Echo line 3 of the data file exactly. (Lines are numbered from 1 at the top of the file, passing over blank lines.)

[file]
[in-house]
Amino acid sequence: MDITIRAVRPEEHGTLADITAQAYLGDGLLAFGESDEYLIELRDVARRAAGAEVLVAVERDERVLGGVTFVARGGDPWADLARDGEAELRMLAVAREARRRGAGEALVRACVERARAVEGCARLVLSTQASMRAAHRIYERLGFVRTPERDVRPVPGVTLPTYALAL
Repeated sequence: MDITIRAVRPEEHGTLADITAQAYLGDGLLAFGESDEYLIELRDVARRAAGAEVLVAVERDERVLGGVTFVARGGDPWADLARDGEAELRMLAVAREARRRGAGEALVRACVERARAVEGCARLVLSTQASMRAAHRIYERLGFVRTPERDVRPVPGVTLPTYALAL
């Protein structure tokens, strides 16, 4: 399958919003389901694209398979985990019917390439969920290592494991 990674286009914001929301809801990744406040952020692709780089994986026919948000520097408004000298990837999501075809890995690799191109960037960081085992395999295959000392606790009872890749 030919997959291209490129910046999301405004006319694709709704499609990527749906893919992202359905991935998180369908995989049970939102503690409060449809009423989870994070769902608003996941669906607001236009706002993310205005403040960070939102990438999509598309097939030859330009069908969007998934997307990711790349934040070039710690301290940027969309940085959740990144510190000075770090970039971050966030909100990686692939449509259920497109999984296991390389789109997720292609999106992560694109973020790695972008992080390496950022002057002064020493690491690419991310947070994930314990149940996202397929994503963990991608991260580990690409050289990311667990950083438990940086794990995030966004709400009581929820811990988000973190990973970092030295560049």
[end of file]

Repeated sequence: MDITIRAVRPEEHGTLADITAQAYLGDGLLAFGESDEYLIELRDVARRAAGAEVLVAVERDERVLGGVTFVARGGDPWADLARDGEAELRMLAVAREARRRGAGEALVRACVERARAVEGCARLVLSTQASMRAAHRIYERLGFVRTPERDVRPVPGVTLPTYALAL